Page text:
Every year, during Halloween season, my kids ask: "What are we doing for Halloween? Can we dress up? Can we go 'Trick or Treating'?"
And, every year, we say: "Sorry, but, we don't really celebrate Halloween here in Australia."
But, even though we tell the kids that Halloween is not really an Australian holiday, it has become increasingly harder to resist to let them celebrate it in their own way. A couple of times, the husband was convinced to carve Jack O'Lanterns (something he never did as an Englishman, of course!). Some years, we let the kids dress up at home and they go around pretending they're 'Trick or Treating' by knocking on our door and we give them lollies or chocolates as treats.
Today, we didn't even really think about Halloween. There were no pumpkins to be carved. My older kid, the boy, was off to an overnight school camp for the second time (sigh). His first camp was last year.
But, when the girl came home with her dad after her second squash lesson, she saw kids walking around in our neighbourhood, in costumes, Trick or Treating. Granted, there weren't a lot. But still, they were there for her to see.
So, as soon as she got home, she begged me to help her dress up. So, we looked for dress-up clothes and settled on her pink princess costume. Then, we accessorised.
Of course, she wanted to go out and do 'Trick or Treating' too but hubby and I said no. It just wasn't what we do in Australia, we reminded her. So, she asked for the usual compromise: Just knock on our door to say 'Trick or Treat' and she gets another sweetie. We said okay. We did the thing. Everyone was happy.
Then, I had the bright idea to exercise (!*) while waiting for dinner, as hubby offered to cook. My girl being my self-appointed 'exercise coach and trainer' (her words, not mine!), I asked her: Should we stay in and do Dance Central on the Xbox or go for a walk in the neighbourhood?
My daughter/exercise coach-trainer said we can do Dance Central. But, the connection on our screen was too patchy. So, she said: "Well, it looks like we might have to go for a walk instead." I said okay and off we went.
As we were walking, we noticed a family out for a walk. They had two girls with them, one a baby in a pram and the other, a cute girl in a fairy outfit. My daughter was the one who pointed them out and wondered out loud if the girl was out 'Trick or Treating'. While we were discussing that, we saw a couple of other groups of kids in costumes.
Yes, out 'Trick or Treating'.
"Oh mum! I really want to do it! I really want to go 'Trick or Treating' too! Can we? Can we, please? Please?" she started pleading again.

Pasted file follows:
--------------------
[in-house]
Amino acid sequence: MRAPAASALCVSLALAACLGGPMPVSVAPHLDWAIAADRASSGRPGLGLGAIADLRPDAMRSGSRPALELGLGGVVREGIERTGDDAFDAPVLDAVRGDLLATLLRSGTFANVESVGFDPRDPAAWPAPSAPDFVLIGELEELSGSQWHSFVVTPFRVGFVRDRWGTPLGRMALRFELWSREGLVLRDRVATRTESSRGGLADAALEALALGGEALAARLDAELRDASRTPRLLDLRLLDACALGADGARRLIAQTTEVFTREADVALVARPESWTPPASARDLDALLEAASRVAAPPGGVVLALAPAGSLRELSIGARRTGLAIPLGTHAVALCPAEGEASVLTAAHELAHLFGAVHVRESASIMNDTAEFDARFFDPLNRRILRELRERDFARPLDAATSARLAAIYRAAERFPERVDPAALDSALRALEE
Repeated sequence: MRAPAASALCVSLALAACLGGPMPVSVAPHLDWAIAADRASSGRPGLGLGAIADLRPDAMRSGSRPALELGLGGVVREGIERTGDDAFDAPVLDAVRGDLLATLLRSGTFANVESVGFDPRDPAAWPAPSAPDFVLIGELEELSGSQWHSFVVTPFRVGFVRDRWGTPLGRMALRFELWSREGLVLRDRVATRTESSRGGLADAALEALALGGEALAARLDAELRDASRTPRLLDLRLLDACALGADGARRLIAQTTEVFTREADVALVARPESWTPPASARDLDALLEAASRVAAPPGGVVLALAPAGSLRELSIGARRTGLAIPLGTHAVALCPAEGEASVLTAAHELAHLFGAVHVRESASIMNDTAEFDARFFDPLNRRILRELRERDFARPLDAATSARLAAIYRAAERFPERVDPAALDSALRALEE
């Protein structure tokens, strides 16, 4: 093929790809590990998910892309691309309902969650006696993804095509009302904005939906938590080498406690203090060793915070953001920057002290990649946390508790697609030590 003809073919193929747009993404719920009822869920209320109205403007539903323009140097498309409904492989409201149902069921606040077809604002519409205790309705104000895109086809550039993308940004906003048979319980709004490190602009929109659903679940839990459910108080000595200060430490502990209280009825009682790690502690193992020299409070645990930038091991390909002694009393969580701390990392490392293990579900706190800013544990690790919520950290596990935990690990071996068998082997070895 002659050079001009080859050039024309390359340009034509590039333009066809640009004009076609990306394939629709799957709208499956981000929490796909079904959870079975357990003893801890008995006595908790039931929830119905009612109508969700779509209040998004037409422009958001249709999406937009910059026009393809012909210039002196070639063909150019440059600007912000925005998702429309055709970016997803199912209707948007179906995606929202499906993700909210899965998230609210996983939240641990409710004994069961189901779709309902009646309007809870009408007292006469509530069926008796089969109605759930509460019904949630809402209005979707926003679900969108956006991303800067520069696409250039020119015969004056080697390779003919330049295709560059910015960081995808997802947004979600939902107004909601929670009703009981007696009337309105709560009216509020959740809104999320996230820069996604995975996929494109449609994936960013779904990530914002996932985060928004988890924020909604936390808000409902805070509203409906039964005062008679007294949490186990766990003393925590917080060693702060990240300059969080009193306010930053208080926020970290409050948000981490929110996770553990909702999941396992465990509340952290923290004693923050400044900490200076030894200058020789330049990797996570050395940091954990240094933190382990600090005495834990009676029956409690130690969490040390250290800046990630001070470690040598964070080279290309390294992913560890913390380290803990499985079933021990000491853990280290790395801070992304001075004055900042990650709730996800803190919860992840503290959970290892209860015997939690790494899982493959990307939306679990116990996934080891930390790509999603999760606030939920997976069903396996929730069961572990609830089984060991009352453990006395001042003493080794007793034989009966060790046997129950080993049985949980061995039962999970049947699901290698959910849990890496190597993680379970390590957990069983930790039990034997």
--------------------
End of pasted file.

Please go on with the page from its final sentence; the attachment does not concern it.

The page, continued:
I just shrugged and said "We'll see." She didn't even have a bag or a container with her.
When we came to a part of the road that separated in to two different streets, I asked her which street to take. She opted to follow the same street that the little girl in a fairy costume with her family took.
And, when the girl stopped at a house to knock on someone's door, my daughter looked at me again and said: "Can I go and knock with her too?"
You see what she did there? That's what I get for giving birth to a smart kid.
I relented and said yes.
Luckily, the couple with the girl were very friendly. When they overheard us talking about my daughter joining their girl, they actually called their girl and encouraged her to take my daughter with her. They joined forces excitedly. And suddenly, the two shy girls who were too afraid to knock on doors to start with had an ally. Instant friendship.
Coincidentally, I found out that the couple were of Philippine heritage too. Another bonus talking point that helped us to bond.
So, together, the girls knocked on about a dozen or so houses around our local area. Happy to be handed out lollies in some houses. A bit disappointed when no one came to the door. Or when they were told that they didn't celebrate Halloween - or had nothing to give them. They were talking like good friends. It was tough to get them to accept that the 'Trick or Treating' had to end. The 'last house' ended up about 2 or 3 houses later. But, at least they ended on a high note.
We exchanged Facebook details and addresses and offered to organise a play date some time so the girls can see each other again. They were so pleased.
And, any parent would probably agree that there's no better sight than to see your kid ecstatic.
So yeah, we don't really usually celebrate Halloween.
But, today, as we met new friends, knocked on doors and saw happy faces, met neighbours, said hello to other people in our area for the first time... It was quite a feeling. Like you're a part of something. A community.
It reminded me of the years I spent with my family and extended family, visiting the graves of our departed loved ones every 31st October/1st November. Or the years I spent with my siblings, cousins, and friends, knocking on doors, singing Christmas carols, asking for donations in our neighbourhood during Christmas season.
My kids never had those experiences. In fact, living on our own here in Adelaide, with no immediate or extended family nearby, we've pretty much learned to keep to ourselves.
That's why even the non-Halloween celebration part of me has been taken 'Trick or Treating' only by accident, I must say: It was one of the nicest moments I've had with my daughter in our neighbourhood.
And, if we can do that only once a year, then yeah, I guess I'd be happy to embrace Halloween as part of our Aussie life finally.
* More on this exercise thing at a later blog post!